After reading an article  about how people (okay, this one guy) overestimated the impact of planned exercise and underestimated the impact of exercise that is more or less part of your daily life when he got a FitBit, I decided to put his observation to the test. In the article, the author went on a highly-admirable daily three-and-a-half mile run. But he was shocked that this run only added up to 5000 plus steps—only about half of the much touted goal of 10,000 steps for good health, 12,000 for weight loss. I forget where this idea came from originally. But hey, I’m a 10,000 step girl and I have been for years—since my first pedometer. If I don’t walk at least 10,000 steps a day I feel somehow unclean and unworthy. So I have been trying to maximize stepping opportunities for years. Today wasn’t as typical as I thought it would be for several reasons. One that it was colder than the most vengeful thought in my cruel, cruel heart. And I underestimated one leg of my daily journey. But, since I have the evidence, I will share it to give an example of one possible way that a person could walk almost 17,000 steps or approximately 7 point something miles in a normal day.

7:30-8:00—get up, run around looking for stuff, making breakfast with toast and nutella, drivivng to physical therapy—up to 680 steps

8:00-10:00—physical therapy—seems somehat unfair that two straight hours of leglifts with weights etc and other exercises add so few steps, but I am up to 2000  steps.

10:00-2:30—transform steaming pile of loathesomeness  into magically brilliant chapter for writing group by tearing out hair, pounding head on table, eating more nutella, etc. 2,680 steps

2:30-2:50—pacing in icy cold for bus to NYC—3658 steps

3:15-3:30—walking to subway, pacing until it comes—4976 steps

4:00–walk from subway to Dr’s office—5515 steps

5:00-6:20 walking from City Hall to 25th and 9th avenue for writing group—big miscalculation as class started at 6:00. I was starving, thirsty, cranky. New York was dark and melancholy and I was ashamed of myself for being late one day after teacher begged class not to be rude by being late. I thought about an apple in my backpack, but apples are miserable to eat in the cold. Inside my coat, I was hot, but my face was as red as a stop sign from the whipping wind. Yellow taxis flowed by, and as I passed by 15th, 16th, 17th street I kept thinking, SURELY I’m closer than that. I passed by a 7-11 that had Triple Cheese pizza for a dollar and it made me sad. Why is the price of pizza going down? Will stores go out of business? Was $1.50 really so much to pay for a slice? And anyway, how do you measure the tripleness of cheese on pizza? And why do I not have the time to have a piece of pizza when I’m soooooo hungry?—13,740 steps.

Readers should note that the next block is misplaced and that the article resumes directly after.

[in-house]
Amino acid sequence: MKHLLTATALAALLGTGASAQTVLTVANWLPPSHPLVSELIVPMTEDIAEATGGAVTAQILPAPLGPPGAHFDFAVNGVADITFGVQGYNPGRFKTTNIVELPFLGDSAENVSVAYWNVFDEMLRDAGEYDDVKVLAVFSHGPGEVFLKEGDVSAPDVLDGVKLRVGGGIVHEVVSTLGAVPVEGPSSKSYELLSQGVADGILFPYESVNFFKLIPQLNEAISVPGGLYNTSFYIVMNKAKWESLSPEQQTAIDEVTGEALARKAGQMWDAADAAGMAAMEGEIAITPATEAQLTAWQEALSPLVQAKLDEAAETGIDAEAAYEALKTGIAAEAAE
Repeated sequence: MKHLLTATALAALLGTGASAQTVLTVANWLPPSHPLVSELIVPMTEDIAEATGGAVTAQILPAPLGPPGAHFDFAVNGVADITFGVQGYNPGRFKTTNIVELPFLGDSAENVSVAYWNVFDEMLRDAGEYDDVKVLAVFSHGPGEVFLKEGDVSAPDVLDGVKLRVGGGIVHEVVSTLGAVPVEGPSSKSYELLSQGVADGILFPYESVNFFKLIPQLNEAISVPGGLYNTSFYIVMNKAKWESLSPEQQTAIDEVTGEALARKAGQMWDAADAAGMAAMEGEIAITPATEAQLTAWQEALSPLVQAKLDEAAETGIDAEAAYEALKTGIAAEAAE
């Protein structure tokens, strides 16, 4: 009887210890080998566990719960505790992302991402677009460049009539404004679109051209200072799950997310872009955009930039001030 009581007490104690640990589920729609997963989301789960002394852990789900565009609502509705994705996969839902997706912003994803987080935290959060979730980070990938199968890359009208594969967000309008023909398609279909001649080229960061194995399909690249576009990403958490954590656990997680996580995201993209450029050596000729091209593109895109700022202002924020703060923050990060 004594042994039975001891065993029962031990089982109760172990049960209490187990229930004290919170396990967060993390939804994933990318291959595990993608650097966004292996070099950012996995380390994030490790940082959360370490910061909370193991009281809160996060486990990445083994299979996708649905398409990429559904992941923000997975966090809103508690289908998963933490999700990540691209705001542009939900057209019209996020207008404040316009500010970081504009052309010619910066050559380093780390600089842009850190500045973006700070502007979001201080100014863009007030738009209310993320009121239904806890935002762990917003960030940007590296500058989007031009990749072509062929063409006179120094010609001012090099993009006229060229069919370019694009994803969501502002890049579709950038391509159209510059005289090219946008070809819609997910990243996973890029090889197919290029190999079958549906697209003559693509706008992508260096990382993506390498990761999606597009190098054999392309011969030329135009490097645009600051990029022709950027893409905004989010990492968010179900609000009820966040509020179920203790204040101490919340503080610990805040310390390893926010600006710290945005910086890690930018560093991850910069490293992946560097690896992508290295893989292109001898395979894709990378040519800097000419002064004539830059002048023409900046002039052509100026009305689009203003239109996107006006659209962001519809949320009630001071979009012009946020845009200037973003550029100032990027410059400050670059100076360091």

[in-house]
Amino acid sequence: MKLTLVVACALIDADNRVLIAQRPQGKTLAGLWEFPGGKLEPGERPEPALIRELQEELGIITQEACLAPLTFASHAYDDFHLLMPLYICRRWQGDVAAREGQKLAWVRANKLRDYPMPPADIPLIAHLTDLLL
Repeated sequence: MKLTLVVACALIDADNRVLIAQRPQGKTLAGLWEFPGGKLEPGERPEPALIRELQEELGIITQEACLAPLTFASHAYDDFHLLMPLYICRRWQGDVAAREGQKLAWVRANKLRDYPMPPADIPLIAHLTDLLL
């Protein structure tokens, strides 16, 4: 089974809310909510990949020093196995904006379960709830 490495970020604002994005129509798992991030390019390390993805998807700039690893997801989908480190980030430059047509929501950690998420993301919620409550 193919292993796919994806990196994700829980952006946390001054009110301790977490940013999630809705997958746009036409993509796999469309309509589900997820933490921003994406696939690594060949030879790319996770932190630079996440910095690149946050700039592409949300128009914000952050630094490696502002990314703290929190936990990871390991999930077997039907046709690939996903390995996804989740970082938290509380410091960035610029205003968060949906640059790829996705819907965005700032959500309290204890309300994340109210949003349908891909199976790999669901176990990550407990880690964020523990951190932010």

6:30-8:00—Do the walk of shame into my writing group. Teacher hates my carefully polished gem, quite legitimately I can see (though of course she doesn’t know my long term plan which may make these sections make more sense.) In my pocket I find a semi-crushed Celebration Birthday Cake flavored Two Points bar that was given to me out of pity by a Weight Watchers lady when I was horrified by my results last weekend and made my resolve to attend the next WW weigh-in in a bikini. But I was so hungry that I sneak-ate every crumbly bit of this excrescence.

I decided that if I were going to make Zero Dark Thirty I wouldn’t bother with any of that stupid waterboarding. I’d just lock the bad guys up till their birthdays and say “Here’s your cake. Yeah that’s it buddy. That’s how you’re going to ‘celebrate.” That’s all the cake you’re going to get.” They’d crack in an instant. Mr. B and I went through a long stage of favoring the just 2-point bars, but somehow the corner turned and now they are in the category of Sad Foods, like the KFC chicken and gravy bowl (Really? You’re going to eat that out of a bowl? Corn and mashed potatoes aren’t supposed to touch until YOU make them touch. That’s the law.)  Also very sad is that salad in a cup thing that Macdonalds used to sell, so you could put it in your cup holder. And of course, Soup for One. That is probably the worse name for a product ever. They could just as well have called it “You Have No Friends AND you can’t have seconds.”

8:00-8:30—Walk miserably up to Port Authority in icy, icy weather. I am listening to whatever’s on shuffle on my ipod. It happens to be a meditation for pain, which is very appropriate, since I am muttering one swear after another to the indifferent cold. The lady says, “Feel your breath.” I think, FEEL it? Lady, I can SEE it.

The streets of Manhattan were even more melancholy on this dark cold night. Under neon signs, or the sights of restaurants full of laughing diners, you walk, nose and chin hunkered down in a scarf, past others in the same condition. Bikers wobble by with bags of food to deliver. Poor, poor delivery guys. I would get teary but the tears would freeze on my cheeks.

8:30-9:30. Finally, I get to Port Authority, wait in line for an eternity, and go home. Mr. B. serves me a warm, delicious, pasta dinner and good conversation. I take off my pedometer to recharge it. Enough walking for one day—16913 steps